Following the announcement that Tarrant County Judge Glen Whitley would not seek another term, five Republican candidates are vying for their party’s nod in the March 1 primary election.
This will be the first county judge election since 2007 where no incumbent is on the ballot. Whitley, a Republican, ran unopposed in the 2010, 2014 and 2018 primaries.
The county judge serves as Tarrant County’s chief elected officer for a term of four years, earning an annual salary of over $198,000.
Early voting in the primary elections starts on Monday, Feb. 14. Election Day is Tuesday, March 1. To find more information about polling places and voting by mail, visit Tarrant County’s elections website.
Despite the name, the county judge and the Commissioners Court are not judicial positions and instead focus on issues such as transportation, public health, property tax rates, and improving county buildings. Higher education, children’s issues and veterans affairs also fall under the court’s purview.
All five candidates have made it their priority to lower property taxes, support law enforcement and economic development as the county continues to grow. The winner of the Republican primary will face one of two Democratic candidates in the November General Election.
The Fort Worth Report spoke with the candidates to learn more about their goals if elected as county judge.
Byron Bradford, 50, is a small employee management business owner and retired service member. He served 29 years in the Army – 20 years of active duty and nine years in the Reserves.
As the only veteran on the ballot, Bradford hopes his background can show that service members can continue to be public servants that can uplift and earn public trust, he said.
“This race is not about me, but it’s what I bring to the table. It’s not about any of the other candidates either, to be honest,” Bradford said. “It’s about the people of Tarrant County having an option to choose who they want to choose to be the next county judge.”
If elected, Bradford said, his top priorities include lowering property taxes and encouraging economic development by promoting secondary education.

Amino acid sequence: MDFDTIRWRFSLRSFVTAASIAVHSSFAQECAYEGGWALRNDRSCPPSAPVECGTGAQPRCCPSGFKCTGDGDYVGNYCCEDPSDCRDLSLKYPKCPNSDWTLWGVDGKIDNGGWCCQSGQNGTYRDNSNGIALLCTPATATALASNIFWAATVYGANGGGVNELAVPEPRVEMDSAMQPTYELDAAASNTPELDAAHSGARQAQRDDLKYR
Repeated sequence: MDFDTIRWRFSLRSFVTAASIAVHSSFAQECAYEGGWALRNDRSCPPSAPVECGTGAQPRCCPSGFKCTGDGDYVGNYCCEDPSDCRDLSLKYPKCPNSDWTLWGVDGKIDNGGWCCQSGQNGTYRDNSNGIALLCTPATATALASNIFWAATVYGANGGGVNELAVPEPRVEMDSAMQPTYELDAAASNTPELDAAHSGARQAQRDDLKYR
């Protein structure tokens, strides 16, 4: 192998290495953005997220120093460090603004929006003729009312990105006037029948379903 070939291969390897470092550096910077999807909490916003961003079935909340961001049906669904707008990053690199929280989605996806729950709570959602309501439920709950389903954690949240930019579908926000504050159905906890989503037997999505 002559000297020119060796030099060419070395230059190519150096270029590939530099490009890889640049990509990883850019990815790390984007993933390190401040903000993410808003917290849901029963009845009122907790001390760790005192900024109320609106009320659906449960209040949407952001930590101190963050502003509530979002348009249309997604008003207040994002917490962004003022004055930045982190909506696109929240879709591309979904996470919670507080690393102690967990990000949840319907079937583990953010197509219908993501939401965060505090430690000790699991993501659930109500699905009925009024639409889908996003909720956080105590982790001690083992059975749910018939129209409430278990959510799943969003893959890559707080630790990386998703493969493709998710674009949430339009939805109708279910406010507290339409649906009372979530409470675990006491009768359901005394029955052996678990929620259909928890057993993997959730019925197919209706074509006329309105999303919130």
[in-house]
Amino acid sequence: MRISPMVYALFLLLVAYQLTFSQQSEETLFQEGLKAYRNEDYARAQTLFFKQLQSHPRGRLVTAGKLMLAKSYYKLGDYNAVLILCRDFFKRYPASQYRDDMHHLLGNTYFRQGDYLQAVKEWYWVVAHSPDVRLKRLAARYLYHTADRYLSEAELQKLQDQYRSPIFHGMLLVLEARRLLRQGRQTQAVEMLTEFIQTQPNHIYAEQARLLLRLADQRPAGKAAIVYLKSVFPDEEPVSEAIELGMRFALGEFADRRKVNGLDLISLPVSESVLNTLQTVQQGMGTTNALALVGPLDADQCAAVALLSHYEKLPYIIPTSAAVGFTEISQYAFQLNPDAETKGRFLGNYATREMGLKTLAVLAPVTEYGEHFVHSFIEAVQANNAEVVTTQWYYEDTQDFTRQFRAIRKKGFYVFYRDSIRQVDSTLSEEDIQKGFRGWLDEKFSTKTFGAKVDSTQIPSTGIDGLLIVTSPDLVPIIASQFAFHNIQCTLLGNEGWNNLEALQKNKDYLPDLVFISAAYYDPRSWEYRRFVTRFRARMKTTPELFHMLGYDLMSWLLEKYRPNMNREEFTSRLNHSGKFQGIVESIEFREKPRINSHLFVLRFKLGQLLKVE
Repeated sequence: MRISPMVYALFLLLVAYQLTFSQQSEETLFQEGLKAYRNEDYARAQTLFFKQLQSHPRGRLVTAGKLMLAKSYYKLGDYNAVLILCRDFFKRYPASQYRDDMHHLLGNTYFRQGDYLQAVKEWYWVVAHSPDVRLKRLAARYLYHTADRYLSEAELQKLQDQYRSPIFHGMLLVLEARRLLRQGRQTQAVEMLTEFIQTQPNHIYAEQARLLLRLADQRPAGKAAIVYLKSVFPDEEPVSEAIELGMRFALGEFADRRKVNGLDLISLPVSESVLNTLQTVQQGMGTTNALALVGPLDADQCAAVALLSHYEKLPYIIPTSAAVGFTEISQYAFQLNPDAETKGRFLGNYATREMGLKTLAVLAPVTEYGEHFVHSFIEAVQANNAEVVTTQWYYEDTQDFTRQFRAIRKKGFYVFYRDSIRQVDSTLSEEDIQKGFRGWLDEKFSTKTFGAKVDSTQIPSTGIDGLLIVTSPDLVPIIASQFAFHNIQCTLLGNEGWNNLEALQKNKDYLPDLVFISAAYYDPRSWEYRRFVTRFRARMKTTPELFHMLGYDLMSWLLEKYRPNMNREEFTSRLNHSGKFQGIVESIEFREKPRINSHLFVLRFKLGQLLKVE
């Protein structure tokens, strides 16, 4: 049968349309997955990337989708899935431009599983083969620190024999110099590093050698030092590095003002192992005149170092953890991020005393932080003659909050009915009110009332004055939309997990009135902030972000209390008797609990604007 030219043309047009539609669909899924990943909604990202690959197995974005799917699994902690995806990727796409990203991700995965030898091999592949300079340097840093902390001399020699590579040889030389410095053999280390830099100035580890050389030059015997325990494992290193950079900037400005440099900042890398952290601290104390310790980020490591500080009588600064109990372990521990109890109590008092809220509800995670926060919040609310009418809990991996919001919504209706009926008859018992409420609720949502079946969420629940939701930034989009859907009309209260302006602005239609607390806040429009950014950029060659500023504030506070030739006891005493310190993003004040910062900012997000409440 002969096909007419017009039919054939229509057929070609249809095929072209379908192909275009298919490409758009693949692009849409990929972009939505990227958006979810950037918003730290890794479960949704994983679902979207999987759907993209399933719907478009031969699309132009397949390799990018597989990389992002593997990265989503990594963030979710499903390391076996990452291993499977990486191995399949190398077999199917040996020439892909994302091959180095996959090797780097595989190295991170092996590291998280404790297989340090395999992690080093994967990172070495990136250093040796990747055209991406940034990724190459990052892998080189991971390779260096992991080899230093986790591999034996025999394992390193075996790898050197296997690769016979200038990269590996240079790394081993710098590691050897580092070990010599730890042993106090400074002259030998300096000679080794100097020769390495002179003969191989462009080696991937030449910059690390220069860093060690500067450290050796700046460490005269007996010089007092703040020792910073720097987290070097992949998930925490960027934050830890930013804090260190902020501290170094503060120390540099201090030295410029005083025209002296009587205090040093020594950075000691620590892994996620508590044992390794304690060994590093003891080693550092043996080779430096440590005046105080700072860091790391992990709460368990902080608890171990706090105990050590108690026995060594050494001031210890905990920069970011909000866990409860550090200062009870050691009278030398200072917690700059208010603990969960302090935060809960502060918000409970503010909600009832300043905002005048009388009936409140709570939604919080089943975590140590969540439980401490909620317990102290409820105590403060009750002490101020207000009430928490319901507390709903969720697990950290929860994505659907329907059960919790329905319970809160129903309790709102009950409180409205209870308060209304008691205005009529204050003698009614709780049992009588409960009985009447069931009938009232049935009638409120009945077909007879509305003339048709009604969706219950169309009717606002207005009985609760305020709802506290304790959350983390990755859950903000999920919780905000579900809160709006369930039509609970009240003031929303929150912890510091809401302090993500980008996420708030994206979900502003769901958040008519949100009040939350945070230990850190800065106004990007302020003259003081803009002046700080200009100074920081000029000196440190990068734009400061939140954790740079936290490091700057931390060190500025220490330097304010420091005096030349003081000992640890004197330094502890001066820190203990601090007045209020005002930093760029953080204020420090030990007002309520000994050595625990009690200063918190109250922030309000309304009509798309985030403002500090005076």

“We have to continue to find quality jobs for our residents of Tarrant County, and really promote not only college but also technical schools so we can be more innovative and create different opportunities for the younger generation,” he said.
Bradford wants to create safer communities by having stricter penalties for repeat offenders, he said.
“There have been several instances of DUI causing fatalities in our particular area,” Bradford said. “We need to come up with a harsher penalty or strict penalty for repeat offenders, especially with those repeat offenders that cause fatalities and are ruining families because of their lack of awareness or just bad decision-making.”
Robert Trevor Buker
Robert Buker, 38, has been working as a correctional officer for the past 10 years. A self-described constitutionalist, he said his experience in corrections allowed him to see that the judicial side needs some reforms.
Buker said he decided to run after seeing the political frenzy that plagued county and school board meetings.
“The biggest thing is if you’re not willing to follow the Constitution into your job, that’s a big problem,” he said.
Buker’s priorities include financial transparency and responsibility as well as election integrity. Among his goals, Buker said he wants to pull out of the North Central Texas Council of Governments, which he claims is where the county has closed a lot of backdoor deals.
“Just kind of following with fiscal responsibility, not overextending our contracts, not going in deeper into debt and asking for bonds and causing property taxes to go up,” he said.